I was attracted to the basic concept of this book: an analytic approach to cooking that includes the whys and wherefores, not just the whats. But, for the record, I would like to clarify that as a software engineer I would call myself a “nerd” rather than a “geek”. The word “nerd” derives from the word “drink” spelled backwards. The nerds were the ones who stayed back at the dorm and studied while everyone else went out and got hammered. Geeks, on the other hand, have no special technical or intellectual gifts. They’re just inept – socially and physically uncoordinated, messing up even the simplest tasks.
The first two chapters of this book are targeted towards geeks – people who have never stepped foot inside a kitchen and don’t have any concept of nutrition. The author uses programming code as metaphors for basic cooking concepts. Now who could possibly be this in-the-dark about cooking, and find computer code enlightening as metaphor? They would have to be male. No girl grows up without any exposure to the kitchen. So the target audience is apparently the stereotypical male programmer sitting behind a keyboard 18 hours a day living on pizza and soda pop. I thought these were creatures of the 1980s and now extinct – either dead from the all-pizza diet or evolved into healthier eating, while younger programmers were not spoiled by homemaker mothers into total kitchen ignorance. Perhaps I’m wrong. Are you still out there??
The book gets much better after the first two chapters, which – in the author’s defense – he does say you can skip if you are experienced in the kitchen.
Continue reading Book Review: Cooking for Geeks
I didn’t like this movie half as much as I thought I would, for two reasons:
(1) The trailer gives away too much.
(2) The part the trailer doesn’t give away is the worst part of the movie.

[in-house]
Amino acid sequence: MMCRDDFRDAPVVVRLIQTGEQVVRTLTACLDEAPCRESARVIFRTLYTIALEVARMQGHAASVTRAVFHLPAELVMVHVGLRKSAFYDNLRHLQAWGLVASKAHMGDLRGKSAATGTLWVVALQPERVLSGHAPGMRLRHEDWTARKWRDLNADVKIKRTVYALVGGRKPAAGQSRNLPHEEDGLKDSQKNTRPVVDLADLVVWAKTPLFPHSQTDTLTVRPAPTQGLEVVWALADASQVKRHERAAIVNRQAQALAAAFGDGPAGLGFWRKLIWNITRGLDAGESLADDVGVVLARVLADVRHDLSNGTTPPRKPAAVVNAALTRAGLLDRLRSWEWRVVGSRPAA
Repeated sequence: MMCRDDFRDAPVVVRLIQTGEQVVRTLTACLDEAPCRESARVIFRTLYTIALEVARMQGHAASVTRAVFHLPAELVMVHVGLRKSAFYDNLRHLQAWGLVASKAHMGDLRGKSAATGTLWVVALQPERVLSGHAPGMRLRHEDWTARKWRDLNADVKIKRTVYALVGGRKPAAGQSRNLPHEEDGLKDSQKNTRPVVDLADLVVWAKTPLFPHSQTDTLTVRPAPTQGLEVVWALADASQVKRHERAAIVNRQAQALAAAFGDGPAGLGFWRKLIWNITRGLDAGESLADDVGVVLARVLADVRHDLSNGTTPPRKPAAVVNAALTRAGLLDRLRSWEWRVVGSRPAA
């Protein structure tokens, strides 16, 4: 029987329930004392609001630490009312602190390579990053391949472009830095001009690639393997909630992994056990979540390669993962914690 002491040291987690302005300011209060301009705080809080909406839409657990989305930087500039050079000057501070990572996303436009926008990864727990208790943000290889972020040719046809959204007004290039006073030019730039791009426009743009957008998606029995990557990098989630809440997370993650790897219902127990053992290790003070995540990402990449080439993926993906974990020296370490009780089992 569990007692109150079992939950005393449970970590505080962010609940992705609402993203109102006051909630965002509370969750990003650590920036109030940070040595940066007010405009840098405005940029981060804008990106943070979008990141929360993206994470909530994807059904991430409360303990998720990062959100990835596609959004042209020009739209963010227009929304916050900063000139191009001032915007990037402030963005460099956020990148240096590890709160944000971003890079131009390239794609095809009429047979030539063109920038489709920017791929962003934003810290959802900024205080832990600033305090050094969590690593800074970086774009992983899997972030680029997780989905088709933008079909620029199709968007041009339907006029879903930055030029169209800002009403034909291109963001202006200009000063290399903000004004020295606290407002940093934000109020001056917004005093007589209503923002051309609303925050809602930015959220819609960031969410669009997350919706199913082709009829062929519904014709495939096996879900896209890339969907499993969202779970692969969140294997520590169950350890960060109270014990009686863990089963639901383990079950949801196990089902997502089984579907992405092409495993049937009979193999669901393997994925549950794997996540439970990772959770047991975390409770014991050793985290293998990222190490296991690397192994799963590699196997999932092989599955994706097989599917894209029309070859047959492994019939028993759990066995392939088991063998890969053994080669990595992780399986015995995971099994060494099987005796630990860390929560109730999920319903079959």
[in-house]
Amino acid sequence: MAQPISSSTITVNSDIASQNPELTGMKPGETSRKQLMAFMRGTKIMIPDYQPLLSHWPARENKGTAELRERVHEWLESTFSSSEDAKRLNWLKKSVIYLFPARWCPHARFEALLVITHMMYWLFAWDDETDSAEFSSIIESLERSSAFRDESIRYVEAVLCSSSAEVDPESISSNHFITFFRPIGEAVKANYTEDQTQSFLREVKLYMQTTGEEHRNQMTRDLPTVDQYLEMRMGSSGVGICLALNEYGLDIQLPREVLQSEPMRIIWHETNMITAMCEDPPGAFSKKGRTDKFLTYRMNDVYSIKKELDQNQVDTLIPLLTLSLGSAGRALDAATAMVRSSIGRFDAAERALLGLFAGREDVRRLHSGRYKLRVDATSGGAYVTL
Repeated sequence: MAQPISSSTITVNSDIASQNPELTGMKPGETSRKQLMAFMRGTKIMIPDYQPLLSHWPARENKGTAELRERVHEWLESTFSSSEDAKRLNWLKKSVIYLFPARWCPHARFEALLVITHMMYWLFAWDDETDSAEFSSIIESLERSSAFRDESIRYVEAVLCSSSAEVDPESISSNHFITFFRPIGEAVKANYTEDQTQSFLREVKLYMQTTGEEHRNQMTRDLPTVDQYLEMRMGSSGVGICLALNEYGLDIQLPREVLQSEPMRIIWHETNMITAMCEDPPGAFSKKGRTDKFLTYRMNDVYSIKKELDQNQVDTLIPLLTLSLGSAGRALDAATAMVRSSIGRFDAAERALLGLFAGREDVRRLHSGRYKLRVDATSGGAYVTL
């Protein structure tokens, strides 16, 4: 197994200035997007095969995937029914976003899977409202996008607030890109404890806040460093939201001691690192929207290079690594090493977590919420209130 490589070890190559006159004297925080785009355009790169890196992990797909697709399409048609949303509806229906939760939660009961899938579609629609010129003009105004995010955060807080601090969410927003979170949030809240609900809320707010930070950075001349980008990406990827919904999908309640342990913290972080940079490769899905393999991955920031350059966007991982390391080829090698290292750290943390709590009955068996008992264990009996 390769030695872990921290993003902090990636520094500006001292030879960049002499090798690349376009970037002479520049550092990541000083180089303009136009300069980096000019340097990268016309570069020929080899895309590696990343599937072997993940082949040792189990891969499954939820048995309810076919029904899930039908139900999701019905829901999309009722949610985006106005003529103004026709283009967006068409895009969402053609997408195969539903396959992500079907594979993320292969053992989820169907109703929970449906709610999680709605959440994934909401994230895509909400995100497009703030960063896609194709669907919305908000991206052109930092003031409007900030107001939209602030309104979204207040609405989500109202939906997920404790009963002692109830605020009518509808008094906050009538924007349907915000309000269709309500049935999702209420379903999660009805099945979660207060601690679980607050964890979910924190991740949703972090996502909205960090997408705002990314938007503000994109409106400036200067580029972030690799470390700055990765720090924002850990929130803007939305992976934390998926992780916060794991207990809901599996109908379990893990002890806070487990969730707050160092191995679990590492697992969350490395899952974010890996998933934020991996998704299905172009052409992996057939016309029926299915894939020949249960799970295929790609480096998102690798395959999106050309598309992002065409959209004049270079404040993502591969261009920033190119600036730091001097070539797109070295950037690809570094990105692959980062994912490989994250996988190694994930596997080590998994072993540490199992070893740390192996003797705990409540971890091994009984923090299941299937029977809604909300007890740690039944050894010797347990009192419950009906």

I actually liked the trailer more than the movie.
What follows is a spoiler, so if you don’t want to know, do not continue reading!
Continue reading Movie Review: “The Kids Are All Right”
Capitalism isn’t as well done as Sicko, Moore’s previous film. But it’s well worth seeing for its disturbing insights and information, brought into vivid high relief by Moore’s inimitable style. The film’s main themes are:
- Capitalism is not the great moral good that we’ve been taught it is since childhood. In fact, it’s an evil system with incentives that inevitably lead to a small number of people amassing vast wealth, while a large majority of workers can’t afford the basics of life. Ironically, although the pro-capitalist religious right has appropriated Christianity to itself, capitalism goes against all the precepts of Christianity and Jesus Christ. Moore backs up this assertion with numerous and persuasive expert interviews, and some shocking facts of which most people are unaware.
- Capitalism is actually not small-d democratic at all. The hierarchical structure of large corporations is fascist, not democratic. You have no say; you’re a cog in a machine owned and run by others. You do what you’re told or you’re fired. Capitalism was not part of our founders’ vision. There is no reference to capitalism in the Constitution, and in fact many of our founders – including Thomas Jefferson and John Adams – warned against it. Jefferson said, “Banking establishments are more dangerous than standing armies.”
Capitalism makes its main points well, but has some weaknesses:
Continue reading Review: Michael Moore’s Capitalism: A Love Story